Why do we use the arithmetic average to estimate expected return (assuming we believe in the historical sample as a good estimator)

We should compound at the arithmetic average if we wish to estimate an investment’s expected value (return). We should compound at the geometric average when we wish to estimate the likelihood that an investment will exceed or fall below a target value.

Consider an investment that has an equal chance of increasing by 25% and decreasing by 5%. There is an equal chance that a dollar invested will grow to $1.25 or decline to $0.94 after one period. The expected value after one period is $1.10 which is equal to (1+arithmetic average of the two possible returns). Subsequently, there are four equally likely outcomes at the end of two periods. See the following diagram for the possible paths of $1.00 investment.

The expected value at the end of the second period is equal to $1.21 which is the probability-weighted outcome.This also corresponds precisely to the quantity (1+arithmetic average of 10%)². If we calculate the geometric average for this example and compound it forward for two periods, we arrive at a terminal value of $1.1875, which does not equal to the expected value.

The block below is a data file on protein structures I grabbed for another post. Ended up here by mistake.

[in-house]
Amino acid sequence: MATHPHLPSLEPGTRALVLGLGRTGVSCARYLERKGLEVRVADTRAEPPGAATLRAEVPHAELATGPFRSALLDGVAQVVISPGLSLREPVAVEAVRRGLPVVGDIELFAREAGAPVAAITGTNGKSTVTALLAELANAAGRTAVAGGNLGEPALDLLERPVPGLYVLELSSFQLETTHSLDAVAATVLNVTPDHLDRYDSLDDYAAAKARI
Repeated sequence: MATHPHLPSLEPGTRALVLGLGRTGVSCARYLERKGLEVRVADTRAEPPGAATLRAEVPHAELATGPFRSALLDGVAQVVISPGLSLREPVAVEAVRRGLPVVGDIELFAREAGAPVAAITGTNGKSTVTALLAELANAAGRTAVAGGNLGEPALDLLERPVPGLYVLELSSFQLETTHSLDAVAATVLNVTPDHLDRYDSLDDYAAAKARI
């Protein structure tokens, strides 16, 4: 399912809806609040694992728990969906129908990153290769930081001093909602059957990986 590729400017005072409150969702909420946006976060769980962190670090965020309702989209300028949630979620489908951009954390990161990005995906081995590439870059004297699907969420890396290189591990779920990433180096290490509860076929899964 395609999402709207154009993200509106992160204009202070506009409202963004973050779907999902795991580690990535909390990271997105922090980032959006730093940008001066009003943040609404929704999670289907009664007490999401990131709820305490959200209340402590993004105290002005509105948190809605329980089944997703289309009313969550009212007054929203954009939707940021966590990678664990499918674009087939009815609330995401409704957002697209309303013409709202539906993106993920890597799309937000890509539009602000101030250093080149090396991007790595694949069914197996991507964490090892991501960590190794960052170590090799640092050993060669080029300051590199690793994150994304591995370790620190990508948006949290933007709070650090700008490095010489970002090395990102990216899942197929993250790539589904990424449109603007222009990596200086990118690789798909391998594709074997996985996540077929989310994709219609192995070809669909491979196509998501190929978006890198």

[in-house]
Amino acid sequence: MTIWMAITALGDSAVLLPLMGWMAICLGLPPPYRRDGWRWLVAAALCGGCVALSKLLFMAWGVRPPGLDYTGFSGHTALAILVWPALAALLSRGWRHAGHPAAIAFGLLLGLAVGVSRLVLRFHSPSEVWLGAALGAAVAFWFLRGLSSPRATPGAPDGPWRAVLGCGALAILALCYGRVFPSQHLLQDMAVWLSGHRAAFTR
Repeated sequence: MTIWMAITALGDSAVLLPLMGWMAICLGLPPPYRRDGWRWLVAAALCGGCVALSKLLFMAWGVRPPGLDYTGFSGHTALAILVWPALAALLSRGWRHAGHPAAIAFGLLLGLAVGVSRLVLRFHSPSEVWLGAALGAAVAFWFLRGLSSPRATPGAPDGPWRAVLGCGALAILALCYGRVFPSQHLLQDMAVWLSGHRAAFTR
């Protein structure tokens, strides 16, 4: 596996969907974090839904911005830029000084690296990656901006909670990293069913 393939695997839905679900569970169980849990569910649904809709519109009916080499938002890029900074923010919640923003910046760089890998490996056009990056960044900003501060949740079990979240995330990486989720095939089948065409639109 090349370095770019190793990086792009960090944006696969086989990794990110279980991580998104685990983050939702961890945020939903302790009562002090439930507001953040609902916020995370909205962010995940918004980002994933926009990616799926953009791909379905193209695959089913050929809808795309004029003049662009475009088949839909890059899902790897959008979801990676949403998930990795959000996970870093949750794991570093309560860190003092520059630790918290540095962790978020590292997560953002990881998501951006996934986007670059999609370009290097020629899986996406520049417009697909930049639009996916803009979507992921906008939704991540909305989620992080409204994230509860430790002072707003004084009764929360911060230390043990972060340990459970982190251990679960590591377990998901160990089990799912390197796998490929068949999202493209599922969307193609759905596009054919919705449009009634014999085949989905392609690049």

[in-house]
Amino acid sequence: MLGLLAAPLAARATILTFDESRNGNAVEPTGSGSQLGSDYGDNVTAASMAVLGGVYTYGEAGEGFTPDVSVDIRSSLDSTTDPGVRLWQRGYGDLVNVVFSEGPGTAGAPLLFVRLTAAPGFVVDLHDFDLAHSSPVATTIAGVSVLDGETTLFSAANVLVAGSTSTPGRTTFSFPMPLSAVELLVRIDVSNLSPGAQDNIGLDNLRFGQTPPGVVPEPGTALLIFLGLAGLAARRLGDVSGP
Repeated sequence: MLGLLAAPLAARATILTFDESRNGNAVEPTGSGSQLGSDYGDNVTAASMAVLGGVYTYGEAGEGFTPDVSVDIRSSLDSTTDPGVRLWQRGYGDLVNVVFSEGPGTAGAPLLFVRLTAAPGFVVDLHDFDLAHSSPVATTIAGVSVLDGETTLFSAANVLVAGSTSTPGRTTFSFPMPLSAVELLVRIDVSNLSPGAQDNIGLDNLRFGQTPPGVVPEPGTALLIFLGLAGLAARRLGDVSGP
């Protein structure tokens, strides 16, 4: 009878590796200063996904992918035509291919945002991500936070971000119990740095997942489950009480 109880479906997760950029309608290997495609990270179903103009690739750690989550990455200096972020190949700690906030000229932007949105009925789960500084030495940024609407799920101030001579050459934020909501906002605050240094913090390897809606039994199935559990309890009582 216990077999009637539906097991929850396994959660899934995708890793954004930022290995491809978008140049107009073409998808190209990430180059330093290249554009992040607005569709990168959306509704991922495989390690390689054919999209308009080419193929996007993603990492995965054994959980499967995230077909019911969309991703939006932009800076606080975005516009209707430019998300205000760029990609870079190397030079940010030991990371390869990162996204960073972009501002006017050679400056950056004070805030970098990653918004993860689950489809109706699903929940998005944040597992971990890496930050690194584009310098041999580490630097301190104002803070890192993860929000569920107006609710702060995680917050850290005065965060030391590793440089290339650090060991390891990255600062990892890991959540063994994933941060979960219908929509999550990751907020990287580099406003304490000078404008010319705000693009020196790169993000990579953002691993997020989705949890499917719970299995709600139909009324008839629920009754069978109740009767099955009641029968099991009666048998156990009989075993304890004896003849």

The expected value assumes that there is an equal chance of experiencing any of the possible paths. A path of high returns raises the expected value over multiple periods more than a path of equal-magnitude low returns lowers it. This disproportionate effect is the result of compounding.